We absolutely love marigolds because they add a cheerful colour to our garden and help keep whiteflies, aphids and nematodes from destroying our fresh produce! That’s why we believe they belong in every raised garden bed. Plus, they are super simple to grow and are often a newer green thumb’s first garden success! Marigold blooms are edible and can add an extra special touch to salads, soups or stir-fries. They are also a welcome addition to our family’s first aid kit, as when made into a cream or salve, marigold (AKA Calendula) has calming and soothing properties and can help with rashes, chapped lips, cuts and scrapes and minor burns.
What you’ll need
Marigold seeds or seedlings from your local garden centre
Good quality potting mix
Water-filled watering can
High potash fertiliser
How to grow marigolds:
- Choose an area that gets plenty of sunshine.
- Prepare your garden bed with potting mix.
- Either sow your marigold seeds or plant your seedlings accordingly.
- Keep young plants well watered particularly during hot spells.
- Remove any weeds from around your marigolds as they will compete for food and water and feed with a high potash fertiliser to prolong the flowering period.
Soothing Calendula Salve
A wonderful, simple and soothing balm to have on hand for your family’s many skin ailments including nicks and scrapes, nappy rash and sunburn.
10 fresh heads of marigold flowers (pick these early in the morning and preferably on a dry day)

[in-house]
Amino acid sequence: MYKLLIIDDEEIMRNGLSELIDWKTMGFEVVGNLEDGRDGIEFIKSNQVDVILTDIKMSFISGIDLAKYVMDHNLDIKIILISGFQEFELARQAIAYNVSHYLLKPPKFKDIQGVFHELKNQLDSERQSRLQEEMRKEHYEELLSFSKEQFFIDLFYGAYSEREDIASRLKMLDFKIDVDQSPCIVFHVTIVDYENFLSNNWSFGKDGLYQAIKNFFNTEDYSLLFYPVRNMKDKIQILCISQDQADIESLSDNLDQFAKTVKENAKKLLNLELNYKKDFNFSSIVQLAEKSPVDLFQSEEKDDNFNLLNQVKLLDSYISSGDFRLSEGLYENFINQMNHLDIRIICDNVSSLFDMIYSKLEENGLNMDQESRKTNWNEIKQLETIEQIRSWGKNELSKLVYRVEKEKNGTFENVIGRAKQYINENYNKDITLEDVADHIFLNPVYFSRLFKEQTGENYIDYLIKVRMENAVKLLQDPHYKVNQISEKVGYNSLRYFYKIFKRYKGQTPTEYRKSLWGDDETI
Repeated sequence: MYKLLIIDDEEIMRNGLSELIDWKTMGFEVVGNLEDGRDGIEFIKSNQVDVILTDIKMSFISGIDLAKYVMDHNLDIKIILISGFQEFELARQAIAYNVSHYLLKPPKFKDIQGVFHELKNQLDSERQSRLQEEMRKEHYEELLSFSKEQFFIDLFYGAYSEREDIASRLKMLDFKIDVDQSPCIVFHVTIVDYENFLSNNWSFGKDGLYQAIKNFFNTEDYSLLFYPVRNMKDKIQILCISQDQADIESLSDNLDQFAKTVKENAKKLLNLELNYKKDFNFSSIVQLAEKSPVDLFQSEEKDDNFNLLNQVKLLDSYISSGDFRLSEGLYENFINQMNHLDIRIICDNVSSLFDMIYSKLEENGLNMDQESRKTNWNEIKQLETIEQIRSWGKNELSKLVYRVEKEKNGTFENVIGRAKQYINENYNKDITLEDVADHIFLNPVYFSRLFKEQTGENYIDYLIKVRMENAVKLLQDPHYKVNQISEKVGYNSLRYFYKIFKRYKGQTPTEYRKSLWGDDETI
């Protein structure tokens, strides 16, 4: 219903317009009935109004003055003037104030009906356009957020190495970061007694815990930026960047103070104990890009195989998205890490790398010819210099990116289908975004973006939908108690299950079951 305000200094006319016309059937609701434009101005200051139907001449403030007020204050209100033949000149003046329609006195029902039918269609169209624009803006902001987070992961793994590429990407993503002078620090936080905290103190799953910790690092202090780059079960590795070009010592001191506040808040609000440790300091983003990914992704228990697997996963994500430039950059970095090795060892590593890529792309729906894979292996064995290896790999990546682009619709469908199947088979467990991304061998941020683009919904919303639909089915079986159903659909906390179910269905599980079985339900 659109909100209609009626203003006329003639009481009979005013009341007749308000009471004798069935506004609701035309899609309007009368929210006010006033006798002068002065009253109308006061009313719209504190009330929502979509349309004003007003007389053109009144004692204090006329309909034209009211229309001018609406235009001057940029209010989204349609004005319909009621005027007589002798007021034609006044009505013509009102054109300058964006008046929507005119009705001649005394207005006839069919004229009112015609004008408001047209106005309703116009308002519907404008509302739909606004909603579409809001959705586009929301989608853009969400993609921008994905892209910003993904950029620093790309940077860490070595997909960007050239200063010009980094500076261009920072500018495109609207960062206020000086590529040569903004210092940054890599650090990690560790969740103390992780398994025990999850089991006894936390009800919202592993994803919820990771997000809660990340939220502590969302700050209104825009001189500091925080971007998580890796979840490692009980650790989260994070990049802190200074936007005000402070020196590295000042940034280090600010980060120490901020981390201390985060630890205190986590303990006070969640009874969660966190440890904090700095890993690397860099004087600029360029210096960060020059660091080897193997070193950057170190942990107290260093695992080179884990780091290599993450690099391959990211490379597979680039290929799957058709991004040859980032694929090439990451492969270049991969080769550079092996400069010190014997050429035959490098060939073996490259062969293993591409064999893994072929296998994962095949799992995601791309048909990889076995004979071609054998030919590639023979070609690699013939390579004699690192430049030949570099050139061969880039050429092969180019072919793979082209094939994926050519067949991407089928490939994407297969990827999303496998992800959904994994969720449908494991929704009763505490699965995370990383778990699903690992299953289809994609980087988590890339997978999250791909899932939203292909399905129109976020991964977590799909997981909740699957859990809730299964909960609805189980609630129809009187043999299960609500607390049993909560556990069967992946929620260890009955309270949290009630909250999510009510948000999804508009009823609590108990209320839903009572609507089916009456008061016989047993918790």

300mL olive oil
30g beeswax chips
You’ll also need a small and large saucepan, some muslin and a sieve or colander with a bowl and a couple of small glass jars to store your salve.
- Pick the petals off the flower heads and place them in the smaller of your two saucepans.
- Cover in the olive oil and stir.
- Put some water in the larger saucepan, bring to the boil and then return to a gentle simmer.
- Place your smaller saucepan (with the flowers and oil) into the larger one and heat for 3-4 hours. This will transfer the healing properties of the flowers into the oil.
- Remove from heat and strain the oil from the petals using the muslin and sieve or colander. Your oil should have taken on the bright colour of the marigolds.
- Put the oil back into the small saucepan and place into the simmering water once more.
- Put the beeswax chips into the oil and stir gently until melted and thoroughly combined. The beeswax will help the oil set and has soothing properties of its own!
- Carefully pour your salve into a small glass jar/s and seal with a lid. After a little while the salve will have set. Store in a cool, dark place and use as needed.
When used topically, marigolds have anti-inflammatory and skin healing properties. When eaten, marigolds will provide a hit of lutein and zeaxanthin, two antioxidants that support healthy peepers.